By Ken Eisler
[Originally published in Movietone News 36, October 1974]
It’s easy to see how Werner Herzog’s third feature might have provoked cries of “Reaction!” from students and other militants. The film’s rebellion of dwarfs against a callous but mealy-mouthed reform school administration certainly “starts small”; it barely gets one cubit off the ground, in fact.
Instead of burning down the school, the rebels burn potted plants. Instead of escaping “nach Dolores Hidalgo,” they commandeer an old car, joyride up and down in it a while, and then abandon it with the motor running, to circle around and around the school courtyard. Instead of humbling the sanctimonious administrators, they torment animals, things, each other. A female dwarf sits at the curb, tirelessly smashing one white egg after another against the stony ground. Another “rebel” busies himself trashing an old typewriter and finally flings it at the circling auto.
As a revolution, this is one long “exercise in futility.” And Herzog’s habitual irony, at many points, does seem to be pointing up a politically wry view of the uprising. Why else draw attention, twice, to the proximity of a town called Dolores Hidalgo—site of the historic Grito (cry) that set in motion the Mexican struggle for independence?
Time and again we come back to the same placidly symmetrical, wide-angle shot, sighted down a landscaped avenue, with the dwarfs milling around at the bottom of the frame, hurling firebrands, chickens, insults at the school, and the Deputy Director (himself a stunted personality; a dwarf!) looking down from the roof, haranguing back, bluffing that the police are on the way (the dwarfs have cut the telephone lines) and threatening bodily harm to Pepe, the rebel dwarf he is holding hostage inside. It’s a standoff; and every time there’s a lull in the rebels’ aimless “revolutionary” activities, they drift back to the avenue for another helping of sound and fury from both sides, presented in the same static shot, until the very end of the movie, when the Deputy finally flips, to rush off the roof, through the building, and right out of the school, leaving behind him the still immobilized figures of the dwarfs in the courtyard, transfixed by the sound of Pepe screaming.
A “counter-revolutionary” film? Maybe, but like Aguirre, the Wrath of God, the other Herzog movie I’ve seen, Dwarfs really seems too rich, dense, and contradictory; too … well, screwy, to be so easily pigeonholed. The team of Herzog, Herzog, Herzog, and Herzog (director, producer, scenarist, music arranger!) is a far cry from, say, Abby Mann / Stanley Kramer, scoring liberal—or conservative—points. Dwarfs is a personal film, very different from the baroque Aguirre, yet instantly recognizable too as the work of the same extraordinary, major director.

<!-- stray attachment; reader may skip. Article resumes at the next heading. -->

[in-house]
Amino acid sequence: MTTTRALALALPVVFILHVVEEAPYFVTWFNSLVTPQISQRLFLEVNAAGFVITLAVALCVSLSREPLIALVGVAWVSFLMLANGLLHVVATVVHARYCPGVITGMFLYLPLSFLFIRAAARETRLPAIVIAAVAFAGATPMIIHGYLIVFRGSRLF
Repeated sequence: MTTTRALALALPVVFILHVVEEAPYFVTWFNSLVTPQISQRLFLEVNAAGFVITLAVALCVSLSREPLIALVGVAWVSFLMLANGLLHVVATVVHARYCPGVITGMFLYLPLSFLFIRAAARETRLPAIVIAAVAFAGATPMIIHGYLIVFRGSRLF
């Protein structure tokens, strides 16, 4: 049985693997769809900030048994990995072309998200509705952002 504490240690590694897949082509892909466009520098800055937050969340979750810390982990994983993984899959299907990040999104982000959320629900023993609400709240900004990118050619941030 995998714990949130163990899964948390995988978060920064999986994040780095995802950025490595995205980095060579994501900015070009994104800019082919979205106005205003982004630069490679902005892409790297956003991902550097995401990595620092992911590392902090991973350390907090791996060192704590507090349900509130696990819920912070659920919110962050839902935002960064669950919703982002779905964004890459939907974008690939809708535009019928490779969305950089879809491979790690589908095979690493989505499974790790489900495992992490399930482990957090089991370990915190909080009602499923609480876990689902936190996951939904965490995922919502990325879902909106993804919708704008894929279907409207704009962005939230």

Aguirre ended with the camera describing widening gyres above a crazed conquistador—another failed revolutionary, adrift on a raft littered with corpses and filling with tiny chattering monkeys. At the conclusion of Dwarfs, the reform school’s Deputy Director runs pell-mell out of the school and into the surrounding wastes, zigzagging like Arturo de Cordova at the end of Él. In the courtyard of the school, meanwhile, a camel, brought to its knees, repeatedly rises on its hindlegs and starts to rise on its forelegs, and sinks again to its knees, while the tiniest dwarf, Hombre, laughs hysterically but more and more uncertainly, and in the background the abandoned car, its doors all flung wide, goes round and round.
In both films moments of tenderness rub shoulders with moments of horrifying cruelty, and both are shot through with a very black Herzogian humor.
A woman dwarf, in this one’s most astonishing scene, is persuaded at last to reveal contents of a cigar box she’s been carrying around with the air of a prized possession. She sits down against a wall, on the same stone walk against which the eggs are soon to be systematically dashed. The bickering, bantering dwarfs cluster around her. As soon as she lifts the lid, their mood changes. Inside is a miniaturized universe. A “Bride,” a “Bridegroom,” and a “Best Man”—decked out in the finery of an oldfashioned wedding party—are displayed, lovingly, to oohs and ahs and delighted laughter and exclamations of “wunderbar!” from the tiny onlookers. The figures in the box are insects. The dwarf has fashioned little handmade clothes for them: top hat, bridal veil, gown. A dispute breaks out concerning the knitting required to clothe an eight-legged spider. “But spiders only have six legs.” “Well, this one has eight legs!” And suddenly, among continued outcries of heartfelt affection for the little cigar-box inhabitants, are admixed several small, unselfconscious emanations of pure sadism. “Then we’ll tear two of his legs off!” Ecstatic giggling from Hombre (the tiniest dwarf, the camel-watcher). “Ja! Ja! Ja! We’ll split him from armpit to collar!”
Two other dwarfs rush onscreen, crying: “They’ve killed the pig! They’ve killed the pig!” and the scene is over. We go right to a high longshot of a dead sow lying on her side, a crew of piglets vainly burrowing at her teats. Then a wide-angle composition, rather formal, of the dwarfs disposed in awkward, embarrassed attitudes in the space surrounding the dead sow, fidgeting slightly. Herzog holds this one.